|Techniques in Mycorrhizal Research|
Arbuscular mycorrhizal fungi (AMF) is an important component of biodiversity particularly in tropical & sub-tropical ecosystems. About 80% of the total plant species are associated with AMF and are thus, potential factors determining diversity in the ecosystems. They can modify the structure and functioning of a plant community. Many reports document the occurrence of AM in diverse crops of intensively cultivated arable soils. These fungi can increase plant growth under low-fertility conditions and of particular interest for well-fertilized agricultural soils, can improve tolerance towards different kinds of stress such as drought or resistance towards root pathogens. These fungi can enhance mineral nutrient acquisition in host plants. Phosphorus, nitrogen, zinc, and copper acquisition are most commonly reported being enhanced by AMF in plants, but the acquisition of other mineral nutrients required for plant growth may be enhanced. AMF are not only a major component of soil fertility they also play a crucial role in the regulation of soil biological activity because of their abundance throughout the uppermost soil layer. AMF represent upto 20% of the dry biomass of the mycorrhizae (Bethlenfalvay et al., 1982), can account for 25% of the biomass of the soil microflora and microfauna combined and can extend as mycelium more than 9 cm beyond the roots . AMF have direct access to plant-fixed carbon, and constitute a major input of carbon and energy in soil. They distribute this carbon throughout the soil of the rooting zone for use by soil animals and microbes. In addition to their contribution to soil carbon, AMF play an important role in soil aggregation and stability, the key-stone of agricultural sustainability.
AMF do not induce distinctive alterations of root morphology. Therefore, the detection of their presence in the root system, the extent of colonization of the roots as well as development and anatomical features of colonization are all dependent on the identification of typical internal and external structures formed by the fungus. The AMF form a two-phase mycelial system: an internal mycelium within the cortex of the mycorrhizal roots and an external mycelium in the soil.
The external or extraradical mycelium is dimorphic and consists of i) permanent, coarse, thick-walled, generally aseptate hyphae which comprise a major portion of the mycelial phase & ii) numerous, fine, thin-walled and highly branched, lateral hyphae which become septate at maturity and are ephemeral in nature. The thick-walled external hyphae penetrate and cause internal colonization of the roots. At the entry point, the penetrating hypha forms appressoria in the host plants. An appressorium is a lens shaped multinucleate structure, 20-40 mm long, which develops between adjacent epidermal cells. The penetrating hyphae spread inter and intra-cellularly in the root cortex. In the cortical cells they form arbuscules which are branched haustoria-like structures. They are formed early in the association by repeated dichotomous branching of fungal hyphae. When fully developed, arbuscules frequently occupy a large proportion of the host cell lumen. Throughout its entire life span which is only 4-15 days , the arbuscule is surrounded by an intact host plasmalemma and increased amount of host cytoplasm containing elevated number of host organelles . The arbuscules are considered to be the primary structures involved in the bidirectional transfer of nutrients between the fungal symbiont and host plant. The vesicle development occurs later as terminal or intercalary swellings of the inter or intra-cellular hyphae.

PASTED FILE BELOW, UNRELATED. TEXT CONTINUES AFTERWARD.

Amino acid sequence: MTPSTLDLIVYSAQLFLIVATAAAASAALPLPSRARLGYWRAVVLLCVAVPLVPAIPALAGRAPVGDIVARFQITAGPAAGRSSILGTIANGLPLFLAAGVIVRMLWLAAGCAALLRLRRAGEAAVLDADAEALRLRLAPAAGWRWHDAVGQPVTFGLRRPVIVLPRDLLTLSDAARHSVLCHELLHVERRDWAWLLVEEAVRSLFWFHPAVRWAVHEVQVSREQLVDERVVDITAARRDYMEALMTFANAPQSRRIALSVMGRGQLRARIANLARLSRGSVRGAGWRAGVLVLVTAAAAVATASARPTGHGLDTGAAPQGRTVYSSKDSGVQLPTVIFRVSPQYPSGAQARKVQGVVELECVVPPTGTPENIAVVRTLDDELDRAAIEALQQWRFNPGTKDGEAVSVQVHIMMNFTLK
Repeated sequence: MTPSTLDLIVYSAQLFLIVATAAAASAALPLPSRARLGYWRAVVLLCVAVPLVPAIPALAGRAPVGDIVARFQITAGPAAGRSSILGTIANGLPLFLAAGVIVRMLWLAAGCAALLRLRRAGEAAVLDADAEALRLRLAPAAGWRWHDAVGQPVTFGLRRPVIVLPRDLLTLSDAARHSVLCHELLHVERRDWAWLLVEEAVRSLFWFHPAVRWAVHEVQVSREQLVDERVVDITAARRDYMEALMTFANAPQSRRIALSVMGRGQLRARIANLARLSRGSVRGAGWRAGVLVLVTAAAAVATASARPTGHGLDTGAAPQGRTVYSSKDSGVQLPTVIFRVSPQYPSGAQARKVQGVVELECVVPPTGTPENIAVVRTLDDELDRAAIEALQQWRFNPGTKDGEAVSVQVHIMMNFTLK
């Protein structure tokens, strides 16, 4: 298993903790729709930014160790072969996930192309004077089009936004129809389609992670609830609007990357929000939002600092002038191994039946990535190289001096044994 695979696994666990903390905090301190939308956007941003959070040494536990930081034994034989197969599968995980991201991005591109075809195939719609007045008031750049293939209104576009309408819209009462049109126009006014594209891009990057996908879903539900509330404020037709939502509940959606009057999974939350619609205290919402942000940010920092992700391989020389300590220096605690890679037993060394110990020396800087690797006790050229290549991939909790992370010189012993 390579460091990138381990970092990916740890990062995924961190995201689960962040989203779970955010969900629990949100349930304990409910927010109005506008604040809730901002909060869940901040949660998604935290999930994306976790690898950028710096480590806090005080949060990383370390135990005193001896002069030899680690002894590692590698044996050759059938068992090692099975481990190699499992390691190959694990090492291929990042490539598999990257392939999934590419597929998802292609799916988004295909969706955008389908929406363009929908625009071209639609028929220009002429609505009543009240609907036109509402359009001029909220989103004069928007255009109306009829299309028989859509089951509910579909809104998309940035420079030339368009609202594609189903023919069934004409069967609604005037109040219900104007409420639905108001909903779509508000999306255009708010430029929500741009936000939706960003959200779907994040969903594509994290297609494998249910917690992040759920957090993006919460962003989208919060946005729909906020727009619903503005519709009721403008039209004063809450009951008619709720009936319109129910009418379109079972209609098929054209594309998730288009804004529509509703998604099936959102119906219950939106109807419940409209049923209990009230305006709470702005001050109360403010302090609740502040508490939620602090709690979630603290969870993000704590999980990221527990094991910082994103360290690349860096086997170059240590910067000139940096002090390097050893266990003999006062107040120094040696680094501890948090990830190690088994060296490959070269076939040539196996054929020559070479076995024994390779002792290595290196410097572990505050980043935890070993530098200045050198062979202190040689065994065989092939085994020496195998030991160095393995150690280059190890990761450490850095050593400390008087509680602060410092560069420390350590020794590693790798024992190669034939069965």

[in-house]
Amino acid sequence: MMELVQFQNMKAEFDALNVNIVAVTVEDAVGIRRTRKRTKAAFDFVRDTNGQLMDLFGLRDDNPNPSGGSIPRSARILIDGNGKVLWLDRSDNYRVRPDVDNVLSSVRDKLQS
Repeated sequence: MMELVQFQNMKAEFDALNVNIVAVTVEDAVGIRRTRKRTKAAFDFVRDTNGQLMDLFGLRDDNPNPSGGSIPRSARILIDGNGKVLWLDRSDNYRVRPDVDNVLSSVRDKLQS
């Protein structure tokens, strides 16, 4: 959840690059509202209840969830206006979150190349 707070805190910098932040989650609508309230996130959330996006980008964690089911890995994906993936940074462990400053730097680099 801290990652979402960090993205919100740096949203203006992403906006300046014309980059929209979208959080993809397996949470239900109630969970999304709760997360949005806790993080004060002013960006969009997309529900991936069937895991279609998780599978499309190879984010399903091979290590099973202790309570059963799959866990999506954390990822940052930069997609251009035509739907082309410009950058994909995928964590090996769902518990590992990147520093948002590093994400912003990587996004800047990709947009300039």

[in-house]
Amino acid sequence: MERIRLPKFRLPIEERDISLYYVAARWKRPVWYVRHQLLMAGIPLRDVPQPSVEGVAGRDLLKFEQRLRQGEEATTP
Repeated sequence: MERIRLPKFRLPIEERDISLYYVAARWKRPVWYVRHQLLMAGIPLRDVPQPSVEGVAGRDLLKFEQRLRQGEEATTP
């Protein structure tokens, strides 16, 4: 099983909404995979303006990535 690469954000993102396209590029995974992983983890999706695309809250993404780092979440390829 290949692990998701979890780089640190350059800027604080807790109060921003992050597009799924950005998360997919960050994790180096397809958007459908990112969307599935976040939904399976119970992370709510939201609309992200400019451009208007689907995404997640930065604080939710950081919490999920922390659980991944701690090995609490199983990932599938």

They are thick-walled structures and their shape ranges from spherical to oval or they may become lobed. They store oil and polyphosphate granules, which are utilized by the plant under phosphorus deficiency.
Ectomycorrhizae (EM) are a type of fungus that develop association with the roots of forest tree species, forming unique structures called Mantle, Hartig net.
Presence of Mantle and Hartig net (most important) are the most distinguishing features that confirm mycorrhization.
Propagules of AM fungi can consist of chlamydospores or azygospores, vesicles and mycelium or infected root pieces. Used together, as they occur in soil, these propagules may be termed mixed inoculum as compared with spores that have been separated from soil and represent a ‘purer’ inoculum. Before a propagule recovery technique can be selected, the desired form of propagule must be determined.
Various techniques are used to recover AM propagules from soil. The most basic of these is wet sieving and decanting (Gerdemann and Nicolson, 1963) to remove the clay and sand fractions of the soil while retaining spores and other similar-sized soil and organic matter particles on sieves of various sizes.
This technique is relatively fast but further purification of the spores is usually necessary particularly if spore numbers in a soil are low. Other methods involving sucrose density layers or gradients can also be used. This method has also been used successfully with a wide range of soil types.
Equipment and Reagent
Stalking sieves with nylon or stainless steel mesh and a large range of pore sizes for isolating spores from the soil sample